Wednesday, July 20, 2005

John Roberts: Champion of Majoritarian Religious Privilege

The President has nominated John Roberts to serve on the Supreme Court.

Most of the media attention is directed toward his opinion on the Roe v. Wade decision. My own concerns are with his opinions in regard to the First Amendment of the Constitution.

If the report from People for the American Way is reliable, then Roberts is clearly an advocate for the government to extend special privileges and endorsements of majoritarian religious expression.
Roberts was co-author of a brief in the landmark Lee v. Weisman decision that argued in favor of prayers at public high school graduations. He argued that graduates opposed to religious exercises were free to voluntarily skip participating in their graduation exercises. SCOTUS ruled against Roberts opinion in that decision.

Roberts has also argued that the "Lemon test" should be jettisoned. The "Lemon test" is the standard that SCOTUS set forth in the landmark "Lemon v. Kurtzman" decision that gave guidance on how government legislation on religion could be considered constitutional. The "Lemon test" says the government's action must have 1) a legitimate secular purpose, 2) it must not have the primary effect of either advancing or inhibiting religion, and 3) it must not result in an "excessive entanglement" of government and religion.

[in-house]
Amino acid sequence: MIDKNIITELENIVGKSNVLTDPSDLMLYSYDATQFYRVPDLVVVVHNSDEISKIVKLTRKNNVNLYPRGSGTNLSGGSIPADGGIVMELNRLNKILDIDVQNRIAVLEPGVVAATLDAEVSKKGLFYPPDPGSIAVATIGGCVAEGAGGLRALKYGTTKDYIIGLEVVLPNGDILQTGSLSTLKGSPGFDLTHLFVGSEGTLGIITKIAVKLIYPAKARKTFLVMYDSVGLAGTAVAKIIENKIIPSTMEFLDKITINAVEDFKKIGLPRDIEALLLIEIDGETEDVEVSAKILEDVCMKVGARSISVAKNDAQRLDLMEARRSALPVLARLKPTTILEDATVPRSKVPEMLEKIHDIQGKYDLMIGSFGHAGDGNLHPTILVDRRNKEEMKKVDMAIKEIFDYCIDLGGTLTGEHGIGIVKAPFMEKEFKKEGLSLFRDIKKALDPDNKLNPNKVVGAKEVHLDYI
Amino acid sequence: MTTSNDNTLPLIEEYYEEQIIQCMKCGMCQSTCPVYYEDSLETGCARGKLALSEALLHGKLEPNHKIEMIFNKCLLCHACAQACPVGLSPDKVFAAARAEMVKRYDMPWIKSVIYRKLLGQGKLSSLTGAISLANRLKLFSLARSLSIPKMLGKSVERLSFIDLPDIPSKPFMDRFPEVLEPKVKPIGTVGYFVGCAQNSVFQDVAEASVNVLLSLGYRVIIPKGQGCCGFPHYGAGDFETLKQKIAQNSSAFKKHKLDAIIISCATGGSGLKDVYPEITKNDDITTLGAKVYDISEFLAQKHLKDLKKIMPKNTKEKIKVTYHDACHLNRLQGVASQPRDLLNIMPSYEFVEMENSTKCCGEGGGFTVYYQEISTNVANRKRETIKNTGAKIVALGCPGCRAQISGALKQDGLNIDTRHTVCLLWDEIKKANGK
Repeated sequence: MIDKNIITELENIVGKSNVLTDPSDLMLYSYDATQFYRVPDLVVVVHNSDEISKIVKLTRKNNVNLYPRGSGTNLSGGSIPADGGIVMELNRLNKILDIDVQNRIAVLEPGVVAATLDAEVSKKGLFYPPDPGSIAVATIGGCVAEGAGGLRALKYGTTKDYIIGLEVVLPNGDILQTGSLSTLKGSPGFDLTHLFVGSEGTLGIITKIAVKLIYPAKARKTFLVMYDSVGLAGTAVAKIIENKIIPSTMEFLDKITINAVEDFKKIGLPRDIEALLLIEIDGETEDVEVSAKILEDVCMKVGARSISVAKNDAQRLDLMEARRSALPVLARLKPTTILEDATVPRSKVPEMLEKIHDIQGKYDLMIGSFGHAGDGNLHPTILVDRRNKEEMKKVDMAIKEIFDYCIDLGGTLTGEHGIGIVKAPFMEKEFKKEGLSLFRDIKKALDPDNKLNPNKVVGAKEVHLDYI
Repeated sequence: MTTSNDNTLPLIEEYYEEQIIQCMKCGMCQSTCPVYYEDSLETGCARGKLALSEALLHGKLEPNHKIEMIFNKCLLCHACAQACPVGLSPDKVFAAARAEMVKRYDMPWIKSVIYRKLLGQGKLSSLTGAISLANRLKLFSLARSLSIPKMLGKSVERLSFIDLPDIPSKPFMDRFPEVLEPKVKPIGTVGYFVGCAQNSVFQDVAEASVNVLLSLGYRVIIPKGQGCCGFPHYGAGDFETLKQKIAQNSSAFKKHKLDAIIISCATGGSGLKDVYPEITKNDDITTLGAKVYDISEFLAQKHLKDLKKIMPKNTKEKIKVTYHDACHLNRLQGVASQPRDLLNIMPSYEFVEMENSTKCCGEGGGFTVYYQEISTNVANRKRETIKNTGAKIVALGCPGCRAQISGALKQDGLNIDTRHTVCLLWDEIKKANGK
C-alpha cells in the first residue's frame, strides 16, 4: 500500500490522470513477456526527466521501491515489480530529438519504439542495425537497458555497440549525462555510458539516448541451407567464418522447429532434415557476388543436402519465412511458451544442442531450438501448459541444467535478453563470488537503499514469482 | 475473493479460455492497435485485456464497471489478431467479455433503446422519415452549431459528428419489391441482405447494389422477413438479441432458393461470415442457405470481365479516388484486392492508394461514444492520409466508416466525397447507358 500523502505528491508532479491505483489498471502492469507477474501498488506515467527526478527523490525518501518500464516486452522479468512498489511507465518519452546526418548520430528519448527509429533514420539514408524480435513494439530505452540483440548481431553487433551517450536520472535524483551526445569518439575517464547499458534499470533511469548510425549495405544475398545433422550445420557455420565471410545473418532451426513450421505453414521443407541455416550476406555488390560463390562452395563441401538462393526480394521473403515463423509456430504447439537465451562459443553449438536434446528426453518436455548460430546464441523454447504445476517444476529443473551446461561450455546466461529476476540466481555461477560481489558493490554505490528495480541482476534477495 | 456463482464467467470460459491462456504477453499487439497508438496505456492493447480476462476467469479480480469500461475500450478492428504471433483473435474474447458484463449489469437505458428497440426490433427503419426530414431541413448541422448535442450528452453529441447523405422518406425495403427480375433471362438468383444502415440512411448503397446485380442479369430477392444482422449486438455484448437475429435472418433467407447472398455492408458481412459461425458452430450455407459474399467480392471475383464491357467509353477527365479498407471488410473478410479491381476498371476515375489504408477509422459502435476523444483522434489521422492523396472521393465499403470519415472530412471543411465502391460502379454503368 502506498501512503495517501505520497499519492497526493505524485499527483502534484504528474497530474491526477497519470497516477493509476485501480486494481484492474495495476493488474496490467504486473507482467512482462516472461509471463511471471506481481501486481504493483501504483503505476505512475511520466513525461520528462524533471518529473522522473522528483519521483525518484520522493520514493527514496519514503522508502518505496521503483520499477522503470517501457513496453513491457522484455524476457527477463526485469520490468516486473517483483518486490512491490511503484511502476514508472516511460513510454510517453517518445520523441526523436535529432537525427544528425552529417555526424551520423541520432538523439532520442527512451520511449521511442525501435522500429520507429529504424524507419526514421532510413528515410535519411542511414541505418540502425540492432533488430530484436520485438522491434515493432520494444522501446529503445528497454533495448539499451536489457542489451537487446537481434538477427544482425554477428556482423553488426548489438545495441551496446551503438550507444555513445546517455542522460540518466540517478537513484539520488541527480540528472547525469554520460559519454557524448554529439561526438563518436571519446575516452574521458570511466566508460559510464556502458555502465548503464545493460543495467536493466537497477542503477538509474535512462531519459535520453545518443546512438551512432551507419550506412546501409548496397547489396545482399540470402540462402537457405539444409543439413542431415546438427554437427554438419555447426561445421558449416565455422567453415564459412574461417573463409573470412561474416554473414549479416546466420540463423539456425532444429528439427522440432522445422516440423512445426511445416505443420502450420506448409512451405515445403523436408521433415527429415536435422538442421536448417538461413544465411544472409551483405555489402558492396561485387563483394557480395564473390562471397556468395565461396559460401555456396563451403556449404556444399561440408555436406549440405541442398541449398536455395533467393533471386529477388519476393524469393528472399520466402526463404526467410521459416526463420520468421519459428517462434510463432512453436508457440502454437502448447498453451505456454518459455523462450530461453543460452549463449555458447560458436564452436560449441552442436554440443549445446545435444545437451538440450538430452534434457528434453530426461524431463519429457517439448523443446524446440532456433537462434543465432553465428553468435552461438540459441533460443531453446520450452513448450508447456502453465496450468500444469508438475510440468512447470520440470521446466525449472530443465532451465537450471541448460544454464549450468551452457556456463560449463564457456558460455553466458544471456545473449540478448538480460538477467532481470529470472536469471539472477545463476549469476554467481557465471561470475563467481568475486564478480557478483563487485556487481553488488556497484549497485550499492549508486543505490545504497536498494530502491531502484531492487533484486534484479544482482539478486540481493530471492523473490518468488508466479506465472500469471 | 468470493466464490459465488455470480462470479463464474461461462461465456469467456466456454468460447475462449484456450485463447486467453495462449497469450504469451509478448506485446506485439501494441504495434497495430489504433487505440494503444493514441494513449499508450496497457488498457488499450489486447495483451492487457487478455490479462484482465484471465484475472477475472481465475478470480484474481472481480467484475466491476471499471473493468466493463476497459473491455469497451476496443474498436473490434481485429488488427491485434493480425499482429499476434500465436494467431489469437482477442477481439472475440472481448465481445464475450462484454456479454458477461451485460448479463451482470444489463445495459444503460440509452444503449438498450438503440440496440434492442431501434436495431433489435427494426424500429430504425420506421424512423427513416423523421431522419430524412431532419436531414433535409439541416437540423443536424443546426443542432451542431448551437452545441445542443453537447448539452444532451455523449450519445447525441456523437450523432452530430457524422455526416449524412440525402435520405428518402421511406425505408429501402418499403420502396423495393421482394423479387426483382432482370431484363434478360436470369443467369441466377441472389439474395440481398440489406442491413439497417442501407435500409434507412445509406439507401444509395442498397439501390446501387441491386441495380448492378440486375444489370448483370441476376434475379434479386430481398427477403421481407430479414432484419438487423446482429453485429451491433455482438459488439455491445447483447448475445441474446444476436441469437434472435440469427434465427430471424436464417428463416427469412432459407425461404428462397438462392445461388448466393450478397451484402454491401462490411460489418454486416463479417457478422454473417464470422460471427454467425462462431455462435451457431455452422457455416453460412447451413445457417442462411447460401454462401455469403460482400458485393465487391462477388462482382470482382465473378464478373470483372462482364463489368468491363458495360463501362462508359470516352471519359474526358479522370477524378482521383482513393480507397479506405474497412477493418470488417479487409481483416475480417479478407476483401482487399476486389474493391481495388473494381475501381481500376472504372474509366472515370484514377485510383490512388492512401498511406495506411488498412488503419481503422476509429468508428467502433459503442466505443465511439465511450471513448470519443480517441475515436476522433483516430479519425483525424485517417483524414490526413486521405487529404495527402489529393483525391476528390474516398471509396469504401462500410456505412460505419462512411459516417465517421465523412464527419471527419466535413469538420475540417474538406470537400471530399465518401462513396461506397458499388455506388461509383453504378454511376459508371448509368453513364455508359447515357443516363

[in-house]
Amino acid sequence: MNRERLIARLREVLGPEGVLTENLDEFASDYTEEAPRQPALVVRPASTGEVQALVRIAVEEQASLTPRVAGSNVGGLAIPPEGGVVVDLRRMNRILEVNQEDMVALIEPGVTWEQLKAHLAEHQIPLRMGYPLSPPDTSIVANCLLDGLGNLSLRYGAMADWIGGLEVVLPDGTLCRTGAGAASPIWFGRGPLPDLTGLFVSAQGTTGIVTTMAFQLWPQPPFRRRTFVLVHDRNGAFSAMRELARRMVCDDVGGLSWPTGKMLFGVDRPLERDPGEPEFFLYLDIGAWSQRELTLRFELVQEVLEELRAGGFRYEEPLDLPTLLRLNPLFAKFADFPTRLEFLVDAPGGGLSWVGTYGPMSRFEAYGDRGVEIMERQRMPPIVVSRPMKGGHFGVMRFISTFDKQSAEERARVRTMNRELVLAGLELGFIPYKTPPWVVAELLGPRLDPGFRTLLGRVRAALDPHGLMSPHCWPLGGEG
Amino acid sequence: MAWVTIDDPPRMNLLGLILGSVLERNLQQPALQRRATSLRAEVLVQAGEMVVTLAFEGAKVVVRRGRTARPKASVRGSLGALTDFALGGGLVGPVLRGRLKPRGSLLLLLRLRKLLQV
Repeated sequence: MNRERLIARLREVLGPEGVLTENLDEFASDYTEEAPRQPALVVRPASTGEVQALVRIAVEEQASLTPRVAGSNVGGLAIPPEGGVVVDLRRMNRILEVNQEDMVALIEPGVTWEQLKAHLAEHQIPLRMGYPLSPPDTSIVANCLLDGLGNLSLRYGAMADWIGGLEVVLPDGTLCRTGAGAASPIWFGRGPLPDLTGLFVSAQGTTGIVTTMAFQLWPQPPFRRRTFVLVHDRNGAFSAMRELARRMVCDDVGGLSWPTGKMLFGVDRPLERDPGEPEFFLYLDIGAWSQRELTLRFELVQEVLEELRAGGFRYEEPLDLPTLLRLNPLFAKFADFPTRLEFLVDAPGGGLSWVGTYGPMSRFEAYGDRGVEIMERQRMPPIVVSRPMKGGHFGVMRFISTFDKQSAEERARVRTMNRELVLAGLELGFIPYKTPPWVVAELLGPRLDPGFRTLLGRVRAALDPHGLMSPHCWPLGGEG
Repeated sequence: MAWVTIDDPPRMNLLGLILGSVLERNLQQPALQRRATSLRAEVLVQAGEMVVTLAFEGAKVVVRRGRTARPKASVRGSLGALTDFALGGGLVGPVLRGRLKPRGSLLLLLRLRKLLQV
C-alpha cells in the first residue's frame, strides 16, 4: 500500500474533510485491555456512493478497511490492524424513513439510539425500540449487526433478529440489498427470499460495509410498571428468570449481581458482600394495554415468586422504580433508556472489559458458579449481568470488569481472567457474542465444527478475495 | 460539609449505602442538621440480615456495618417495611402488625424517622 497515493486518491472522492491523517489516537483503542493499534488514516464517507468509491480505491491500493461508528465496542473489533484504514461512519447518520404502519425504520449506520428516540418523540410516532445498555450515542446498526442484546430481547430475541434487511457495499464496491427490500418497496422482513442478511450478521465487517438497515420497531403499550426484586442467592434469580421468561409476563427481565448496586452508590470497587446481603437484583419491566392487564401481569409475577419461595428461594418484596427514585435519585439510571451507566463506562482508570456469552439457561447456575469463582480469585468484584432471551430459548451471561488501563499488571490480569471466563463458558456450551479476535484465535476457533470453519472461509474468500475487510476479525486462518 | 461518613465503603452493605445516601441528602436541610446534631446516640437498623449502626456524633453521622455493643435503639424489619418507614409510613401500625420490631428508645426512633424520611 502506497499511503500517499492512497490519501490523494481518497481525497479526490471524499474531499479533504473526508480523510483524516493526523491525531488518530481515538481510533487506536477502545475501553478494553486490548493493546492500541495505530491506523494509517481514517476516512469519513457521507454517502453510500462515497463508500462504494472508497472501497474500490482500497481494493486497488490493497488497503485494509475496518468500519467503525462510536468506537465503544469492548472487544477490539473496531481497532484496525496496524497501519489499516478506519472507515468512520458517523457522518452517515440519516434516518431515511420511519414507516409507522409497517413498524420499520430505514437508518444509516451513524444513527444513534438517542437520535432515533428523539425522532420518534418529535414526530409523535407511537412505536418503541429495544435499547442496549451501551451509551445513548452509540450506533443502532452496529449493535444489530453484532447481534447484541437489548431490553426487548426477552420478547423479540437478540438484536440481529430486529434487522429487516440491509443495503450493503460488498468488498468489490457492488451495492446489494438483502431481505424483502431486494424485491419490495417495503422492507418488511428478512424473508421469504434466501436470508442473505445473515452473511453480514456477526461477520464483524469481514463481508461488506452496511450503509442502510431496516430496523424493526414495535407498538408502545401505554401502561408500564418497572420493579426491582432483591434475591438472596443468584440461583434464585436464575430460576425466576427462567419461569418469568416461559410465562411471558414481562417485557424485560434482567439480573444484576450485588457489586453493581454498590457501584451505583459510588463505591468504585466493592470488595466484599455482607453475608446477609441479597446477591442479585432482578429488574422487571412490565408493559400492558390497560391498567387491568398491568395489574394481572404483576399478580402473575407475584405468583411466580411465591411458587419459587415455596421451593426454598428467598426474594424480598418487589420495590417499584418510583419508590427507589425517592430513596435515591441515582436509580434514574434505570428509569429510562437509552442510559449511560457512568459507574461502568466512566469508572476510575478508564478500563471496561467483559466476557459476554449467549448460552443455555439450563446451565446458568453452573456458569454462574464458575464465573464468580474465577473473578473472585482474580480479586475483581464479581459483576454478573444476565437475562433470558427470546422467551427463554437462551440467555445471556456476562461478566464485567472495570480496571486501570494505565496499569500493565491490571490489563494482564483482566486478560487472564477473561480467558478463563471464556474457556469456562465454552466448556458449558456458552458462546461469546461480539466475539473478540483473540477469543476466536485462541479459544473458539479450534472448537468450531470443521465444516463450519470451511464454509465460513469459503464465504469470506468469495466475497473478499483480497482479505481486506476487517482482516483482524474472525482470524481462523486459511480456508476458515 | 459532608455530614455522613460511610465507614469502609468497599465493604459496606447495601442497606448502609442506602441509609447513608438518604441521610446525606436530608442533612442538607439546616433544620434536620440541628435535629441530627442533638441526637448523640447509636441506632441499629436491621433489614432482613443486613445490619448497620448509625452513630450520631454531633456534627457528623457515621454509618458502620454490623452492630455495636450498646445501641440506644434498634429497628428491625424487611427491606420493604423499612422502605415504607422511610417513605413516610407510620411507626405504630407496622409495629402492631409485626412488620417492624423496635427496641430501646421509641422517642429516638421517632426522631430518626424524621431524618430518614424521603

In my opinion, Roberts opinions demonstrate extreme insensitivity toward the rights of religious minorities. When the hubris that demands special privilege is coupled with the obsequity that grants it, it inevitably creates enough outrage at such injustice that the privileged become despised and the privileges are rejected.Those who think justices like Roberts will be good for the church are mistaken. To paraphrase the words of Jesus, "Those who wish to save their way of life shall lose it, but whoever loses his way of life for Christ's sake shall find it." (Matthew 16:25)

This entry is cross-posted from the Mainstream Baptist blog.

1 Comments:

Blogger Bruce Wilson said...

This passage in the report linked to stood out for me :

"Also as Deputy Solicitor General, Roberts co-authored an amicus curiae brief in the Supreme Court on behalf of the government in support of the radical anti-choice group Operation Rescue and six individuals who had obstructed access to reproductive health care clinics. The government was not a party in the case and need not have filed a brief."

Robert's "It was just my job" excuse seems more than a bit disengenuous to me

6:04 PM  

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